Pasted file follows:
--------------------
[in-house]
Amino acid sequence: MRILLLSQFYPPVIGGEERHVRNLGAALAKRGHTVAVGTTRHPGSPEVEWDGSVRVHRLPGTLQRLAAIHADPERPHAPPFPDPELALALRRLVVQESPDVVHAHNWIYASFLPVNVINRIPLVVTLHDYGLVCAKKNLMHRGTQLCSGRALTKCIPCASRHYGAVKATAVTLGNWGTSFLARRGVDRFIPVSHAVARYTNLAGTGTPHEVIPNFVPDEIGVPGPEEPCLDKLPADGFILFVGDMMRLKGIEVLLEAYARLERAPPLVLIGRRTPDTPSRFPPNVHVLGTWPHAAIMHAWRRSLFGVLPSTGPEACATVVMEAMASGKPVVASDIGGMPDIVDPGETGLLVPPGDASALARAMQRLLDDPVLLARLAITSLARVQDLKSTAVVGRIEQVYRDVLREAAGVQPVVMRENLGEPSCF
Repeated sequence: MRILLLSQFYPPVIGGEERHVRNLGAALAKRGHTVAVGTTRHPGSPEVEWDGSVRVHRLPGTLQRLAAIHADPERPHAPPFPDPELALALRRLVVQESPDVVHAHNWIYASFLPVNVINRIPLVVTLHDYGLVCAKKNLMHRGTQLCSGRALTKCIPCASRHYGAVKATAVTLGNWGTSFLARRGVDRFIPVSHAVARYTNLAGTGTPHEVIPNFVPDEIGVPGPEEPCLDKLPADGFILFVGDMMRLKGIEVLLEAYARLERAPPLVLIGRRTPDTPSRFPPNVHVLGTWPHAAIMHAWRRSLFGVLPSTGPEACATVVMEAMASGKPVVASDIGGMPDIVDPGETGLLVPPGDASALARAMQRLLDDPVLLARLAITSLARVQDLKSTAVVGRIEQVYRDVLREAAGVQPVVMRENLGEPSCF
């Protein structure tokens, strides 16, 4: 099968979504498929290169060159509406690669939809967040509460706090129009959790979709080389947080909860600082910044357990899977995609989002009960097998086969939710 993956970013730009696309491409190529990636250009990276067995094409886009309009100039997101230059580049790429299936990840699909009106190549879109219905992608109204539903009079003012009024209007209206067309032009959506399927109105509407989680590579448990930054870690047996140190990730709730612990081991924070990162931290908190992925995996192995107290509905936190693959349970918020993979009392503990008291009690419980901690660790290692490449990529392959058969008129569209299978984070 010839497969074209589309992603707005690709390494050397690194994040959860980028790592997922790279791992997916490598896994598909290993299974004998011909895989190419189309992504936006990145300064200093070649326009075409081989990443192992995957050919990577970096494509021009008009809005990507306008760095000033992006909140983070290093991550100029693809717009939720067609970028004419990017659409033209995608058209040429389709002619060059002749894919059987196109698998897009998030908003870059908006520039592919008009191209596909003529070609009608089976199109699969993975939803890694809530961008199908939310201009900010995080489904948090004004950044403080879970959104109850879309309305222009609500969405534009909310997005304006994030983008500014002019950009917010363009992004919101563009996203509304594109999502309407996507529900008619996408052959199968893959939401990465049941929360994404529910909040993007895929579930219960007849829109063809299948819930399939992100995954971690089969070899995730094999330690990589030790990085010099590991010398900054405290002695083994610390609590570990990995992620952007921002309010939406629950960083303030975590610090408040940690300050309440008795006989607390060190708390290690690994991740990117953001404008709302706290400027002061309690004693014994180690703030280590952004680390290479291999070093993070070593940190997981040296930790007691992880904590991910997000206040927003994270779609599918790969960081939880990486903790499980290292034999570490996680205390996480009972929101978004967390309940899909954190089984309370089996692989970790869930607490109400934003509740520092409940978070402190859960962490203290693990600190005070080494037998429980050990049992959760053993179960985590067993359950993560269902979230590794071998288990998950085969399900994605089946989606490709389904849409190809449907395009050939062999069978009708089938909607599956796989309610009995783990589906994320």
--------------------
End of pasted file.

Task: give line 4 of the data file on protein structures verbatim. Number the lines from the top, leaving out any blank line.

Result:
């Protein structure tokens, strides 16, 4: 099968979504498929290169060159509406690669939809967040509460706090129009959790979709080389947080909860600082910044357990899977995609989002009960097998086969939710 993956970013730009696309491409190529990636250009990276067995094409886009309009100039997101230059580049790429299936990840699909009106190549879109219905992608109204539903009079003012009024209007209206067309032009959506399927109105509407989680590579448990930054870690047996140190990730709730612990081991924070990162931290908190992925995996192995107290509905936190693959349970918020993979009392503990008291009690419980901690660790290692490449990529392959058969008129569209299978984070 010839497969074209589309992603707005690709390494050397690194994040959860980028790592997922790279791992997916490598896994598909290993299974004998011909895989190419189309992504936006990145300064200093070649326009075409081989990443192992995957050919990577970096494509021009008009809005990507306008760095000033992006909140983070290093991550100029693809717009939720067609970028004419990017659409033209995608058209040429389709002619060059002749894919059987196109698998897009998030908003870059908006520039592919008009191209596909003529070609009608089976199109699969993975939803890694809530961008199908939310201009900010995080489904948090004004950044403080879970959104109850879309309305222009609500969405534009909310997005304006994030983008500014002019950009917010363009992004919101563009996203509304594109999502309407996507529900008619996408052959199968893959939401990465049941929360994404529910909040993007895929579930219960007849829109063809299948819930399939992100995954971690089969070899995730094999330690990589030790990085010099590991010398900054405290002695083994610390609590570990990995992620952007921002309010939406629950960083303030975590610090408040940690300050309440008795006989607390060190708390290690690994991740990117953001404008709302706290400027002061309690004693014994180690703030280590952004680390290479291999070093993070070593940190997981040296930790007691992880904590991910997000206040927003994270779609599918790969960081939880990486903790499980290292034999570490996680205390996480009972929101978004967390309940899909954190089984309370089996692989970790869930607490109400934003509740520092409940978070402190859960962490203290693990600190005070080494037998429980050990049992959760053993179960985590067993359950993560269902979230590794071998288990998950085969399900994605089946989606490709389904849409190809449907395009050939062999069978009708089938909607599956796989309610009995783990589906994320």